So why is programming education particularly bad? Shouldn't every field be harmed by tacit knowledge transmission problems? My speculative answer is that they generally are, but it's much less noticeable and plausibly also a smaller problem. The heuristics used in programming are strange and unnatural - I'll describe a few of the important ones later - but the overarching theme is that programming is highly reductionist: you have to model a system very different to your own mind, and every abstraction breaks down in some corner case you will eventually have to know about. The human mind very much likes pretending that other systems are more or less identical to it - animism is no longer a particularly popular explicitly-held belief system, but it's still common to ascribe intention to machinery, "fate" and "karma", animals without very sophisticated cognition, and a wide range of other phenomena. Computers are not at all human, in that they do exactly what someone has set them up to do, which is often not what they thought they were doing, while many beginners expect them to "understand what they meant" and act accordingly. Every simple-looking capability is burdened with detail: the computer "knows what time it is" (thanks to some nontrivial engineering with some possible failure points); the out-of-order CPU "runs just like an abstract in-order machine, but very fast" (until security researchers find a difference); DNS "resolves domain names to IPs" (but is frequently intercepted by networks, and can also serve as a covert backchannel); video codecs "make videos smaller" (but are also complex domain-specific programming languages); text rendering "is just copying bitmaps into the right places" (unless you care about Unicode or antialiasing or kerning).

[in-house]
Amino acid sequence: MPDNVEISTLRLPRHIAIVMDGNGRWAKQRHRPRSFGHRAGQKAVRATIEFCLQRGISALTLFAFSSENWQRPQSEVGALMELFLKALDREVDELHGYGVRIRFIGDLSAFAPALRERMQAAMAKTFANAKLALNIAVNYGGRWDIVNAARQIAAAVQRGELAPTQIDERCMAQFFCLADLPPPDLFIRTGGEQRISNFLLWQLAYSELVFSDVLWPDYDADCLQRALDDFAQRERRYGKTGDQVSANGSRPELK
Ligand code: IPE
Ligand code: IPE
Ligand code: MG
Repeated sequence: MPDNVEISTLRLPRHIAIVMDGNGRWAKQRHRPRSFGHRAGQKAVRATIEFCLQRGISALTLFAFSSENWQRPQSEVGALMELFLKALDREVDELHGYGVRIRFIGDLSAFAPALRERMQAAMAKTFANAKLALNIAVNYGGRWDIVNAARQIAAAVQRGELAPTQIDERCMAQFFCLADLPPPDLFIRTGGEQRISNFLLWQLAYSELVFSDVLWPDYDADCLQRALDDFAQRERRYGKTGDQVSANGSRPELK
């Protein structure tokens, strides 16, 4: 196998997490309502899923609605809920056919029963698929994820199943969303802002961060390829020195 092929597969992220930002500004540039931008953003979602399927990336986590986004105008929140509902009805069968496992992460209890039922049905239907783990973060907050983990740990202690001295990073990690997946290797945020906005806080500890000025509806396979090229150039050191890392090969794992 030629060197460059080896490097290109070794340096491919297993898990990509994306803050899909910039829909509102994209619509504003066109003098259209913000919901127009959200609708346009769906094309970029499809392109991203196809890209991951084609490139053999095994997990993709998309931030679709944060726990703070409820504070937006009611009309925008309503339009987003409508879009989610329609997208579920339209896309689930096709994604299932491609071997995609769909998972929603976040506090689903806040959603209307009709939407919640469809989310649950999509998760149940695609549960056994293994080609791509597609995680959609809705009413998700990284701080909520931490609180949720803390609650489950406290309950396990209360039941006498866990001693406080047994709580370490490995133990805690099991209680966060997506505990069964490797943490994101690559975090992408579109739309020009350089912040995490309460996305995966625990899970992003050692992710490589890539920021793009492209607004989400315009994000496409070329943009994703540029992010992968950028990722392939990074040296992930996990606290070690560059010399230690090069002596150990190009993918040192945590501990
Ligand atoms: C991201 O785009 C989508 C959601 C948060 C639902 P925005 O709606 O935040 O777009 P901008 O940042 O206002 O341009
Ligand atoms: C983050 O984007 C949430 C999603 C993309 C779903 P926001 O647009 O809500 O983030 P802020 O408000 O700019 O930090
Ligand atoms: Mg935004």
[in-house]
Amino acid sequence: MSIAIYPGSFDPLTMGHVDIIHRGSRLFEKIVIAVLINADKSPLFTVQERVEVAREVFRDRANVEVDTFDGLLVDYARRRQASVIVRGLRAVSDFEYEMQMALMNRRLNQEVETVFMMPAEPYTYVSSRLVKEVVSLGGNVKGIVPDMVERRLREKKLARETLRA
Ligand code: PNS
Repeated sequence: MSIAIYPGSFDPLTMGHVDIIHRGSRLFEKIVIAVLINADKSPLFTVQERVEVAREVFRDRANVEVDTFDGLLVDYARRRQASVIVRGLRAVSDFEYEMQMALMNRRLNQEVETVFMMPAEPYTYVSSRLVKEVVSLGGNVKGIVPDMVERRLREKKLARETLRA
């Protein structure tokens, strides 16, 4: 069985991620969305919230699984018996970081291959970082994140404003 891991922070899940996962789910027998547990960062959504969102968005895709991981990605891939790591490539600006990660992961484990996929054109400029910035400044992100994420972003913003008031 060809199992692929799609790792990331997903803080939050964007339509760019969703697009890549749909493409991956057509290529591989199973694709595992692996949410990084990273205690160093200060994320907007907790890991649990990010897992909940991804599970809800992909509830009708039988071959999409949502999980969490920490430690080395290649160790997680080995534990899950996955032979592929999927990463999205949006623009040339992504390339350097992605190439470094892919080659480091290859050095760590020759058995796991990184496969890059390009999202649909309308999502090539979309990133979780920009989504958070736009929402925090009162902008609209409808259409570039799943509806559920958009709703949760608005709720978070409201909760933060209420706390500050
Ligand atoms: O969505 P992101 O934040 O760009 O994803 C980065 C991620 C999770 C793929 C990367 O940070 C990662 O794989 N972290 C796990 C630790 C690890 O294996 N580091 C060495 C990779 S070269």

The other fields which I think suffer most are maths and physics. Maths education mostly fails to convey what mathematicians actually care about and, despite some attempts to vaguely gesture at it, does not teach "problem-solving" skills as much as sometimes set nontrivial multistep problems and see if some people manage to solve them. Years of physics instruction fail to stop many students falling back to Aristotlean mechanics on qualitative questions. This is apparently mostly ignored, perhaps because knowledge without deep understanding is sufficient for many uses and enough people generalize to the interesting parts to supply research, but programming makes the problems more obvious, since essentially any useful work will rapidly run into things like debugging.
So what can be done? I don't know. Formal education is likely a lost cause: incentives aren't aligned enough that a better way to teach would be adopted any time soon, even if I had one, and enough has been invested in existing methods that any change would be extremely challenging. I do, at least, have a rough idea of what good programmers have which isn't being taught well, but I don't know how you would teach these things effectively: